The two players of the game are your program and the evaluation library.
Your program always has the first move.
Players alternately place hex counters on the board.
A hex counter may be placed at any open position on the board.
Two hexagons are adjacent if they share an edge.
Hex counters on adjacent hexagons of the same player (contestant next to
contestant, or evaluator next to evaluator) are connected.
Connectivity is transitive (and commutative): if hex1 is connected to hex2
and hex2 is connected to hex3 then hex3 is connected to hex1 and hex1 is
connected to hex3.
You are required to write a program which plays the game of Hex.
The goal of the first player (your program) is to connect a hex counter
of yours on column 1 to a hex counter of yours on column N.
The other player (evaluator's program) attempts to connect an evaluator's
hex counter on row 1 to an evaluator's hex counter on row N.
If your program plays optimally, it will always win.
Input and Output:
Your program must not read from or write to any files. Your program
must not receive keyboard input, and must not produce output on
the screen. It will receive all its input from the functions in the hex
library. The library will produce an output file named HEX.OUT; you should
ignore its contents.
At the start of the game your program will be presented with a board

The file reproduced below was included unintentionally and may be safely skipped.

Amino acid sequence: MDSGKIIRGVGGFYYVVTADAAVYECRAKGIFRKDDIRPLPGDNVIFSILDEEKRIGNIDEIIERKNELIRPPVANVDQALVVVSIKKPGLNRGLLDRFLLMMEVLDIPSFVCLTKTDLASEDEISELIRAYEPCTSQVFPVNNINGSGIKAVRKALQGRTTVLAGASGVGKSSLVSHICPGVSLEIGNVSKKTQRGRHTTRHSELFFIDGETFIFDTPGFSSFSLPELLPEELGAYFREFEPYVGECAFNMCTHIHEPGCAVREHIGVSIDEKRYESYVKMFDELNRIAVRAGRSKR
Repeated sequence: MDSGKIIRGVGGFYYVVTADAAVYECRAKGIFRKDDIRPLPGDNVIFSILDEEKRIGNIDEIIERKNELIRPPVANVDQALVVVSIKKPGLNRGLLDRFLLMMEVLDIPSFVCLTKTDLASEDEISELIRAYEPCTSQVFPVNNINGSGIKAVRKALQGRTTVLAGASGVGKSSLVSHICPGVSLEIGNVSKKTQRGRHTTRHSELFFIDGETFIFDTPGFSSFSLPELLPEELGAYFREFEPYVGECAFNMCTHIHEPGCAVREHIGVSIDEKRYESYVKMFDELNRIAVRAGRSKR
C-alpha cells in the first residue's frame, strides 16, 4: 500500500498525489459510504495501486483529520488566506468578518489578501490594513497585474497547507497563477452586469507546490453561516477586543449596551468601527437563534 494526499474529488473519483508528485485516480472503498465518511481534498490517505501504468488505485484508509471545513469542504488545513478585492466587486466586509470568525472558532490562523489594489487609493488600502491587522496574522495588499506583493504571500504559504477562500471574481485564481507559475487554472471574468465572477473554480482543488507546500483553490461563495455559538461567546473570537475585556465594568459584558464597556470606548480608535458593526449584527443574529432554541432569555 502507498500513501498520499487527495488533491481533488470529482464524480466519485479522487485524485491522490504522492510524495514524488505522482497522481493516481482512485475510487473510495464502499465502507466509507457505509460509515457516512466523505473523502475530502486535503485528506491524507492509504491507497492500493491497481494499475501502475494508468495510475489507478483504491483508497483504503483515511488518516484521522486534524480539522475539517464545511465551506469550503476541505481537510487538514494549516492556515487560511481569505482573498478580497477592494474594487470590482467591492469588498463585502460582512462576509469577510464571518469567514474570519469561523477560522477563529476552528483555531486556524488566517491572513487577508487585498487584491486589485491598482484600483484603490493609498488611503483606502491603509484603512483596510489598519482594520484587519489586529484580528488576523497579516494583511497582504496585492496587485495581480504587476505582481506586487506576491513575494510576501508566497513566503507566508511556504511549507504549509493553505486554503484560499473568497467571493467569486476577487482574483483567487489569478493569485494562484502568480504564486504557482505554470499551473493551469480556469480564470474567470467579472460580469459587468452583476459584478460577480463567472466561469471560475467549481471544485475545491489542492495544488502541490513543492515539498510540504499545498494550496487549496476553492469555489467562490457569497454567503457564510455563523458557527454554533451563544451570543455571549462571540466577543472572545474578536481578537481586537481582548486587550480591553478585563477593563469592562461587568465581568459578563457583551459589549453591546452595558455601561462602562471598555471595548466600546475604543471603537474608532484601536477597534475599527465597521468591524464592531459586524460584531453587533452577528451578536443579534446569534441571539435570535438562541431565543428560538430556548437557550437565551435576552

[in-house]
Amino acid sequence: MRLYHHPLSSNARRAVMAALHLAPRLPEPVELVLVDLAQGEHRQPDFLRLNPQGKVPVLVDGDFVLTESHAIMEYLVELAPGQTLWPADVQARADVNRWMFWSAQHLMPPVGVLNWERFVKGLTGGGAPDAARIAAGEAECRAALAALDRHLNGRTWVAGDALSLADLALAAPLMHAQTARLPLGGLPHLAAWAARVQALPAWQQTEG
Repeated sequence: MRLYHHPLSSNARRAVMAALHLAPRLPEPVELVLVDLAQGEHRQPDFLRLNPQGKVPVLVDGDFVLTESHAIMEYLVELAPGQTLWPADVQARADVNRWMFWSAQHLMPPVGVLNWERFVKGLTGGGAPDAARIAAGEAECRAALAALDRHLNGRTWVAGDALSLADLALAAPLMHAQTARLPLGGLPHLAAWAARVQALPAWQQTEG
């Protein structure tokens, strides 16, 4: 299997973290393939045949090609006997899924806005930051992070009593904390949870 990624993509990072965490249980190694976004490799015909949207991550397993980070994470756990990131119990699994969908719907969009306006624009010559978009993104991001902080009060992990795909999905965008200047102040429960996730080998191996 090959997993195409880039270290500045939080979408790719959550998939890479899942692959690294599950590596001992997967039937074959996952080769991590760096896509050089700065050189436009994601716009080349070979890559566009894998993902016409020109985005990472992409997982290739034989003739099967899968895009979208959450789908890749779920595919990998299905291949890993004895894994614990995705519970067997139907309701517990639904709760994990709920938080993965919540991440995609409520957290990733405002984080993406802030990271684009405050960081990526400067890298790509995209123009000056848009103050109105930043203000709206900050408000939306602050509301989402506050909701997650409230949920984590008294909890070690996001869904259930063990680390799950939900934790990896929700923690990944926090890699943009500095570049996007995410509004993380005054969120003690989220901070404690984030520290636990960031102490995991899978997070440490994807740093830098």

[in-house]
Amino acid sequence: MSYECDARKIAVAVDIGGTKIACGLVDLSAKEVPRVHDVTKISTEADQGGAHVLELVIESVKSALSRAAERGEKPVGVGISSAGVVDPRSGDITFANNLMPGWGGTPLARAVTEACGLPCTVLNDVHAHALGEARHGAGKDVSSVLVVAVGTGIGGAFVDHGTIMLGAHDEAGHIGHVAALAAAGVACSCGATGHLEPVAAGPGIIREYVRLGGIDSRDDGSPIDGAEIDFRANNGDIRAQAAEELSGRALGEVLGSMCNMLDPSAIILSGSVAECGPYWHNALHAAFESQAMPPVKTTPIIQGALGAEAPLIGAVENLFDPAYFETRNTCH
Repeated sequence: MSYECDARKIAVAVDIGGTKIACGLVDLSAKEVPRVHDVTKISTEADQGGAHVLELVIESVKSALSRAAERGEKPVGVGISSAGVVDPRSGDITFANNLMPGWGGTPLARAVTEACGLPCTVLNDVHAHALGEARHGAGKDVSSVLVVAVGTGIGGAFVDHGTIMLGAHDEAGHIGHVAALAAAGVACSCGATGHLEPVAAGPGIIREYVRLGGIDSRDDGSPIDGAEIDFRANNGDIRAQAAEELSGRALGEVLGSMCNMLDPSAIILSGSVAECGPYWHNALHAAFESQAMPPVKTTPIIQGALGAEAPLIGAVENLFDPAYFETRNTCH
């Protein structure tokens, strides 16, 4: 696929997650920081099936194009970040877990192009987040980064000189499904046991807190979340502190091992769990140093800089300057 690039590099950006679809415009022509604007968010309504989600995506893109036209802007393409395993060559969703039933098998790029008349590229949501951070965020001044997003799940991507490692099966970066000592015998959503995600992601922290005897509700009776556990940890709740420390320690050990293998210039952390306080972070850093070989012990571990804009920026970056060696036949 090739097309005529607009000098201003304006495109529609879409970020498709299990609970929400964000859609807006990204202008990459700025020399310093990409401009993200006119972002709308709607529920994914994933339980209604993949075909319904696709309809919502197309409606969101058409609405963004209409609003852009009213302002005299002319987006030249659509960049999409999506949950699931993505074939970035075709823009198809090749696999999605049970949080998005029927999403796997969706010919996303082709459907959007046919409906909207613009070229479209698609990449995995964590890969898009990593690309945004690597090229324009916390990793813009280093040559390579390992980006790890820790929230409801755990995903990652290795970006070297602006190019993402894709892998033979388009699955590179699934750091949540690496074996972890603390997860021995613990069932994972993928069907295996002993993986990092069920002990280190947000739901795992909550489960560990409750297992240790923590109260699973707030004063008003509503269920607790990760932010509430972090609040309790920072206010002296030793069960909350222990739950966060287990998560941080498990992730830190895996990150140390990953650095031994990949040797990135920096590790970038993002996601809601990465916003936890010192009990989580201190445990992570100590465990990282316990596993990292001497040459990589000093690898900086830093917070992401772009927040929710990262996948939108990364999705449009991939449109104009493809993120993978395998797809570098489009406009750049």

that may have hex counters already placed, representing a state of a game
such that the first player may still win. Your program must use the functions
GetMax and LookAtBoard to determine the state of the board.
At the start of the game, an equal number of hexes belongs to the evaluation
program and your program.
The size of the board will always be in the range 1 to 20 inclusive.
Your program may have to make up to 200 moves to complete a game. The entire
game must be finished within 40 seconds. It is guaranteed that the evaluation
library will complete its processing within 20 seconds.
A library called HexLib is provided which you must link to your code. An
example file, for each programming language, showing how this is done is
included in the task directory. These files are TESTHEX.CPP, TESTHEX.C,
TESTHEX.PAS, and TESTHEX.BAS. If you are using QuickBasic you must include
the library by typing
QB /L HEXLIB
The functions in HexLib are:
(in order of Pascal, C/C++ and Basic respectively)
function LookAtBoard (row, column: integer): integer;
int LookAtBoard (int row, int column);
declare function LookAtBoard cdecl (byval x as integer, byval
y as integer)
-1 if row<1 or row>N or column<1 or column>N
procedure PutHex (row, column: integer);
0 if there is no hex counter at the position
1 if the hex counter at the specified position belongs to your program
2 if the hex counter at the specified position belongs to the evaluation
library (player 2)
void PutHex (int row, int column);
declare sub PutHex cdecl (byval x as integer, byval y as integer)
Places a contestant's hex counter at the specified row and column if
the position is not occupied.
function GameIsOver: integer;
int GameIsOver (void);
declare function GameIsOver cdecl ()
Returns one of the following integers
0 the game is not over.
1 every position on the board is occupied by a hex counter.
2 your program has won.
3 the evaluation library has won.
declare sub MakeLibMove cdecl ()
Allows the evaluation library to calculate its next move and places